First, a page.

So, within those two and a half years, it was before the public saw any of my work, not before I had been in any work. When my parents said, ‘You get a year to prove yourself, give it your best shot,’ even though in that year, there was nothing the public saw, I was doing better than my agent had expected. Originally, I was screen testing for a lot of big shows like High School Musical and The Walking Dead. There were a lot of projects that I was screen testing for, and I was in the top two or top three, four. For me, that was encouragement enough, regardless, because whoever booked it, there was a valid reason why they booked it. It was very encouraging to me to be like, ‘Okay, people are actually giving me a shot.’ You know what I mean? Once you make it that far, it’s really not about your ethnicity, I don’t think so personally. Obviously, everything’s hypothetical. But yeah, to me, it felt like the industry was changing, and it was changing for the better. I definitely see so many more opportunities now than I did back then, but I would say I came at a time when the industry was pivoting and changing. I was seeing those barriers crumble, and I was seeing Mindy Kaling and other amazing South Asian pioneers breaking down these barriers. I wasn’t really seeing them in action, which I think I’m incredibly privileged and grateful to say. But personally, that was my experience.

Sangeeta Pillai 13:39

That’s wonderful. It’s so, so good to hear. Like you’re saying, I guess a lot of others paved the way for you to then come in and get these roles, which makes me really, really happy to hear. 

So let’s talk about ‘Spin.’ You were the first-ever Indian American lead in a Disney original film. Wow. How did that change your life? I’m sure it did. How did that come about? How did that change your life?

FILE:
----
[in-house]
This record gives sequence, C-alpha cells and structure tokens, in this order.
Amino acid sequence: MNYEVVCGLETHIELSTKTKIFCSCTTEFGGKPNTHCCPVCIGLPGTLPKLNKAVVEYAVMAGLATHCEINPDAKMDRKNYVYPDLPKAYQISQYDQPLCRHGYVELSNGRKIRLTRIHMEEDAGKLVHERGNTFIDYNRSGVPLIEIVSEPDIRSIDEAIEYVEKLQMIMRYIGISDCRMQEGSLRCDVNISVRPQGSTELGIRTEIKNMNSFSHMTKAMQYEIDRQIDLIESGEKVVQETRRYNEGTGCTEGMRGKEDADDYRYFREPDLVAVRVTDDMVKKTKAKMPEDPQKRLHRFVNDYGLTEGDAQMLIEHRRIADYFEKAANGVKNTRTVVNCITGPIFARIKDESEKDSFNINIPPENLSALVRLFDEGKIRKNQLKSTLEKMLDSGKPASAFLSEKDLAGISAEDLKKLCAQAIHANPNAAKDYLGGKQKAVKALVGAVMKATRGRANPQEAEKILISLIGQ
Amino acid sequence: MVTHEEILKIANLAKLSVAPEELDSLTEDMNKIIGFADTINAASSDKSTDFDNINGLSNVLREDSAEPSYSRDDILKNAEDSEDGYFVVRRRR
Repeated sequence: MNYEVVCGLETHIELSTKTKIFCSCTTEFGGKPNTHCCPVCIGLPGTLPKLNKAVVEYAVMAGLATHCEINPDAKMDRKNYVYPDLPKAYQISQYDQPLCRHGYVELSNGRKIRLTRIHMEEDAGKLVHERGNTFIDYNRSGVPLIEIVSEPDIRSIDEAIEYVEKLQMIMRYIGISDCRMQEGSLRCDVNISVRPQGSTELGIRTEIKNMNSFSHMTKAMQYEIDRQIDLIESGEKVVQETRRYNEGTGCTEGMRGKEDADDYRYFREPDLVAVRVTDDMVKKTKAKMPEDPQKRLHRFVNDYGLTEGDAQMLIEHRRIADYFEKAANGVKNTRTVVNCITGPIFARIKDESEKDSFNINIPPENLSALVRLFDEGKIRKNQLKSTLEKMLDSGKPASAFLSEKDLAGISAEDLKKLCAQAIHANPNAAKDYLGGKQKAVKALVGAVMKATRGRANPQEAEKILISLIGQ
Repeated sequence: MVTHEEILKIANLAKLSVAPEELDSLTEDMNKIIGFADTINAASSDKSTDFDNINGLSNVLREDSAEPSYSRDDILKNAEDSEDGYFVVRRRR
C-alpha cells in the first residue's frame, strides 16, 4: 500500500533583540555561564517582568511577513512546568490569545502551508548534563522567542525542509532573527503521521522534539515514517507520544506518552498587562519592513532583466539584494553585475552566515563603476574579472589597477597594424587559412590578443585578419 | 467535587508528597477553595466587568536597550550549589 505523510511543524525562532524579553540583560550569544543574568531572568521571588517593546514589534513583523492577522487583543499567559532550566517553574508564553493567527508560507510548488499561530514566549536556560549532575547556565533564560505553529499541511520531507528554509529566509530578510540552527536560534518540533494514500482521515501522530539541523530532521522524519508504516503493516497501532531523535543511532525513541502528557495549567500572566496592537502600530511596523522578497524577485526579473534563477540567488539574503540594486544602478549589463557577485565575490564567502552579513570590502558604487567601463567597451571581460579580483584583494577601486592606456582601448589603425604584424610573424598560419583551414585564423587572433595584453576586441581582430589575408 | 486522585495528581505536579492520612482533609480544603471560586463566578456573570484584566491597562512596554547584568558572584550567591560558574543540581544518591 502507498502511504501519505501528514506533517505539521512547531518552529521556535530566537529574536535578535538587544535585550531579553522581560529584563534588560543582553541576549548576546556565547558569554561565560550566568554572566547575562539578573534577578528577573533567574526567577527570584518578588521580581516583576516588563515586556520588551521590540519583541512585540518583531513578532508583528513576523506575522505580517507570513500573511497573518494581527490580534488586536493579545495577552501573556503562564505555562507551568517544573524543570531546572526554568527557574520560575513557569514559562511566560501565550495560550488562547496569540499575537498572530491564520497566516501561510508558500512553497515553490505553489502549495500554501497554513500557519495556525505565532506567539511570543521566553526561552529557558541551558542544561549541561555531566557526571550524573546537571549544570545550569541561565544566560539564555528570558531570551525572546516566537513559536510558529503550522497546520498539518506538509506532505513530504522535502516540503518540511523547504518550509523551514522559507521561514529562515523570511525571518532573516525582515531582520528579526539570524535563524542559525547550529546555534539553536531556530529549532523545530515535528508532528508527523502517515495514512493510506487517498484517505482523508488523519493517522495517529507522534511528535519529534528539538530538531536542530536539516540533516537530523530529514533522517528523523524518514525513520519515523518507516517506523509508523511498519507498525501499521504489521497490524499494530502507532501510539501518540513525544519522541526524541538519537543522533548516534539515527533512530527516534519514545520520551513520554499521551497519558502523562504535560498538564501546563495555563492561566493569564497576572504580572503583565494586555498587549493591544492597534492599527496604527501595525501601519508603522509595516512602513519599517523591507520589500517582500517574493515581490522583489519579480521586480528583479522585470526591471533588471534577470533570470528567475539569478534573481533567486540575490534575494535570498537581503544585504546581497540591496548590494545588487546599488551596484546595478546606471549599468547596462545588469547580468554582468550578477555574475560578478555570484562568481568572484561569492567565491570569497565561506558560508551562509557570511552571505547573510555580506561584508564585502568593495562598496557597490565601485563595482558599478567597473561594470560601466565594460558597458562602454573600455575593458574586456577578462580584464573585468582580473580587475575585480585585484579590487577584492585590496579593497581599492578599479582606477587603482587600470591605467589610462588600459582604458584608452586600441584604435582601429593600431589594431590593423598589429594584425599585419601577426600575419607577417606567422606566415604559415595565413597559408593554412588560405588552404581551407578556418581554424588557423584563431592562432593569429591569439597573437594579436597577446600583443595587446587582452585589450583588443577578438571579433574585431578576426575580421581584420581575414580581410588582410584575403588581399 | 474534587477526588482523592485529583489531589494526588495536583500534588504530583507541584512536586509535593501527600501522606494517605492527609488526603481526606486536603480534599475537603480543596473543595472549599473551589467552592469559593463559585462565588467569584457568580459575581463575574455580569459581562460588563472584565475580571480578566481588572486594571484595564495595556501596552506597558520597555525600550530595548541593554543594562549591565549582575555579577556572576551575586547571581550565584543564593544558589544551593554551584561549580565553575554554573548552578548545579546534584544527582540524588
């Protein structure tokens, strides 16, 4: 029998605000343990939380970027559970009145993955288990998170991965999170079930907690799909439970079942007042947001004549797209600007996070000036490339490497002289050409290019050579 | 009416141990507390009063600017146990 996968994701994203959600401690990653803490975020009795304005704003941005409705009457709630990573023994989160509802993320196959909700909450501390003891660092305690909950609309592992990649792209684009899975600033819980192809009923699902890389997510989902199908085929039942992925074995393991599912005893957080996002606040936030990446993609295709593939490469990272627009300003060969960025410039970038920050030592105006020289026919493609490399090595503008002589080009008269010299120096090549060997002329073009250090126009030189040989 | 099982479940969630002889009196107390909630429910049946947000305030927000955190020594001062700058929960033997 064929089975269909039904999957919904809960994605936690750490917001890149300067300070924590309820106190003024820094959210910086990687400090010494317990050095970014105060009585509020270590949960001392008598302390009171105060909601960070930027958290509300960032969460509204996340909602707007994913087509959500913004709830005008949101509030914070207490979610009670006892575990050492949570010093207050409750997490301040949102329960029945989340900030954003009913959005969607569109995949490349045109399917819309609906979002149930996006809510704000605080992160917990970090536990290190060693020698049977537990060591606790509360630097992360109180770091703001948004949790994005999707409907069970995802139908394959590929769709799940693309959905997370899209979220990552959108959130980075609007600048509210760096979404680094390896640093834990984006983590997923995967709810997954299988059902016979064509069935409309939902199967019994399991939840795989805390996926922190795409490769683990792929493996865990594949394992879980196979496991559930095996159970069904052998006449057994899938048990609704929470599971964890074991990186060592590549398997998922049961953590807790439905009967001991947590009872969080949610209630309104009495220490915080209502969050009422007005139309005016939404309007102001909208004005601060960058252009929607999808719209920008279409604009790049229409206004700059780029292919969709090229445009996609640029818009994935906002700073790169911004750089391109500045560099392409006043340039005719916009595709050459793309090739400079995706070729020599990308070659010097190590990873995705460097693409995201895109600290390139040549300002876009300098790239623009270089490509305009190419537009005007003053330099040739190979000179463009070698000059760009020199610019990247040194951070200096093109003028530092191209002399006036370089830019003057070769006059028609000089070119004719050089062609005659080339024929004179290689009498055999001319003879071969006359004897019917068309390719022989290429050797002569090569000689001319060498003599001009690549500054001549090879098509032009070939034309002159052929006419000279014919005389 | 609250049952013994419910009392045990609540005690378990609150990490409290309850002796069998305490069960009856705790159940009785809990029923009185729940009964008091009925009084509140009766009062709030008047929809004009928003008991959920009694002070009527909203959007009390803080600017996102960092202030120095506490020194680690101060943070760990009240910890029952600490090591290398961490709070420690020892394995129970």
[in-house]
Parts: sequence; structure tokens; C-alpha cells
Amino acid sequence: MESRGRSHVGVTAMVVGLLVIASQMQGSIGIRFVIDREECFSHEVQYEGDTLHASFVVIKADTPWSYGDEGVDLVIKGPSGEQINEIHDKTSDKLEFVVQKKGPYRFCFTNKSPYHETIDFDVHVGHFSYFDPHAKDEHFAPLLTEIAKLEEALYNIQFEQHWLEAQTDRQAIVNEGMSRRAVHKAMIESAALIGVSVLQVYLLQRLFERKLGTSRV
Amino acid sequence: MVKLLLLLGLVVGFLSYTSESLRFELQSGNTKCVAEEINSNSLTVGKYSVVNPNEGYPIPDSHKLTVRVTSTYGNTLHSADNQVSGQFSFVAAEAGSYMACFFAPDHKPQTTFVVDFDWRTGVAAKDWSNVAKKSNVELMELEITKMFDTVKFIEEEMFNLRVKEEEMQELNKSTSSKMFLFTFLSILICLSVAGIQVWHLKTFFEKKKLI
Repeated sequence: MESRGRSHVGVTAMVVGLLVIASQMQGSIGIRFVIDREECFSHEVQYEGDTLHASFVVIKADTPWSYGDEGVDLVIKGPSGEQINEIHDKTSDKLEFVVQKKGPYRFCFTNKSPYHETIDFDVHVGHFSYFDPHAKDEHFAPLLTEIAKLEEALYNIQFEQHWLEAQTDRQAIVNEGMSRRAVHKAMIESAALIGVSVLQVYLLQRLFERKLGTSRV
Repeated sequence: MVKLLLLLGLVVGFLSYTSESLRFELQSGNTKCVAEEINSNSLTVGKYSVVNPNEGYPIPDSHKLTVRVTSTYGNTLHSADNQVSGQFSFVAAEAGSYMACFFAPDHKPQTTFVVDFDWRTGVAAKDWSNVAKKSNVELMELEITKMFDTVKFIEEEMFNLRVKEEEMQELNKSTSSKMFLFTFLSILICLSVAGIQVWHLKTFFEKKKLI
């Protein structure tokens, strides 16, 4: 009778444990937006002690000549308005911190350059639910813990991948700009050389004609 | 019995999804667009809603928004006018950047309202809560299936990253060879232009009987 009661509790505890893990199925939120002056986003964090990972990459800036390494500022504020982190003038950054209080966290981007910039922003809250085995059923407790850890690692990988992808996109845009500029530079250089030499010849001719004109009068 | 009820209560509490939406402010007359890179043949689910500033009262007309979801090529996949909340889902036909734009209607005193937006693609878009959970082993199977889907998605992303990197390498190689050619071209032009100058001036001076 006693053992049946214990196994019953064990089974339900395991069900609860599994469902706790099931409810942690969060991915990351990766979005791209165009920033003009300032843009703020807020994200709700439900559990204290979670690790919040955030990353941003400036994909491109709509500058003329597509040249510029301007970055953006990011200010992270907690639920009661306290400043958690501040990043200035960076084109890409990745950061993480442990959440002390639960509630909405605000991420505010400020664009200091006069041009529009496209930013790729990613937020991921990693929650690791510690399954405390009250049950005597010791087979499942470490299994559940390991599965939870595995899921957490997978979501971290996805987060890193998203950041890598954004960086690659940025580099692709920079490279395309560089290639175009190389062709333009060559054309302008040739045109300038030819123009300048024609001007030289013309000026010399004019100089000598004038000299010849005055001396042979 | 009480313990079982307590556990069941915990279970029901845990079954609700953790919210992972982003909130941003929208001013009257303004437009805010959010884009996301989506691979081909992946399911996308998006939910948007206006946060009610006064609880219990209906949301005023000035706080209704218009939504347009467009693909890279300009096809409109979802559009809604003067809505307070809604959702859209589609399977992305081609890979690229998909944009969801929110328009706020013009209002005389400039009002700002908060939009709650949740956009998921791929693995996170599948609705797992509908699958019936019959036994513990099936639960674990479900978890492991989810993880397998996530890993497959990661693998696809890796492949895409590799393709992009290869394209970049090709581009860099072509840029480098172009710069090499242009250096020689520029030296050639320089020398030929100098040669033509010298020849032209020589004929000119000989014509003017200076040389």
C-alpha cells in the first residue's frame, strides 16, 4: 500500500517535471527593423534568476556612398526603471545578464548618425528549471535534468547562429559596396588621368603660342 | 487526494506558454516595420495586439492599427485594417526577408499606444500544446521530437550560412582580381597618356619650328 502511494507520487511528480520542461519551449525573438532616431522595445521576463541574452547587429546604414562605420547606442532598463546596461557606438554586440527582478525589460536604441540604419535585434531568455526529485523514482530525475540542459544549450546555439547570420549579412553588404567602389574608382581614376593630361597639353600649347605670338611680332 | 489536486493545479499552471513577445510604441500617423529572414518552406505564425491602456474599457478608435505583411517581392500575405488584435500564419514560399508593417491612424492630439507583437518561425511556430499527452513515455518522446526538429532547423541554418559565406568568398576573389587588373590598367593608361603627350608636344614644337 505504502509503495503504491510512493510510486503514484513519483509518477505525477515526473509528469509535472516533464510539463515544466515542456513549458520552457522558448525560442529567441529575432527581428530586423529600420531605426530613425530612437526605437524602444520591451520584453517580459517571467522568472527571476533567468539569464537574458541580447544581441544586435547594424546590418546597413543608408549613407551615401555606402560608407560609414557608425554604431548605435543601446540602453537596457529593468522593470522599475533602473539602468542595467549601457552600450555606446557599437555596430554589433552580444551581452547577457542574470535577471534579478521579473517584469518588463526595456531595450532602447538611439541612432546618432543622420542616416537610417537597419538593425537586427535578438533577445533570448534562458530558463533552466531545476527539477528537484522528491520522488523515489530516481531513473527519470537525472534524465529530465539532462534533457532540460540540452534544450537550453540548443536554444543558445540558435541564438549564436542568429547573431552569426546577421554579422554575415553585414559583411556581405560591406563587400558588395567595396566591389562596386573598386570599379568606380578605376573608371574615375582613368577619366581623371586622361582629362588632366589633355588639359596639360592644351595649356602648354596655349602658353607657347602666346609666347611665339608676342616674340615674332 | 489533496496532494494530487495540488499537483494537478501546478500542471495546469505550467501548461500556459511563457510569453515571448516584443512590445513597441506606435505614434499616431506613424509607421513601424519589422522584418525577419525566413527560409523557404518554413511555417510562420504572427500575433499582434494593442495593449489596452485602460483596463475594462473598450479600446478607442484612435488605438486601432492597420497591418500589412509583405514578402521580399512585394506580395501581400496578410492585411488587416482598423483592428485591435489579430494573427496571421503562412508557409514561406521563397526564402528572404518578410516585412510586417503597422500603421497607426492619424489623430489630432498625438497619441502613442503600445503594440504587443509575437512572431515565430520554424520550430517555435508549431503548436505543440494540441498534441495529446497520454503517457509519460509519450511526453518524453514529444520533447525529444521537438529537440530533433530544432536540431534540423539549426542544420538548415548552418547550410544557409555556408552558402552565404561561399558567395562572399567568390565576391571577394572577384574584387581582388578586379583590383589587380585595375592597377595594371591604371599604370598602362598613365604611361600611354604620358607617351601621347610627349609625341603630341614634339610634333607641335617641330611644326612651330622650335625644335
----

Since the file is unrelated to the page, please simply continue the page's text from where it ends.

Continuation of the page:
Avantika Vandanapu 14:07

So the audition came back two years later, and I was in the room again, which was very, very exciting for me. To re-audition for this film that had kind of propelled my journey in LA. I then ended up being told in the room that I had booked it. It was very exciting for me. It was my first big role, and it was the first role where they said, ‘You’re going to prep, you’re going to learn how to DJ.’ It was very, very exciting for me. I think it’s crazy. An experience like that is just… I’m really glad to have had it so early on in my life, and it set off so many things for my career. It cemented the fact that I could act in a film and that I could shoulder a movie. So, I think many other films have trusted me on the basis of that film. So, you know, even though ‘Spin’ is just about this normal thing, it isn’t this hardcore Oscar-winning drama, it was enough for me, and it was enough for people to see that I could do this. I think for that I’m really, really grateful to ‘Spin.’ The movie introduced me to a whole community of South Asian artists in this industry that I had not known before. So, I’m really grateful for that as well. It’s given me a sense of community. It’s given me kind of a home in Disney, which, again, comes to relevance a little bit down the line in my career. It truly was such a magical experience to have when you’re so young. I’m very grateful for it, absolutely.

Sangeeta Pillai 15:34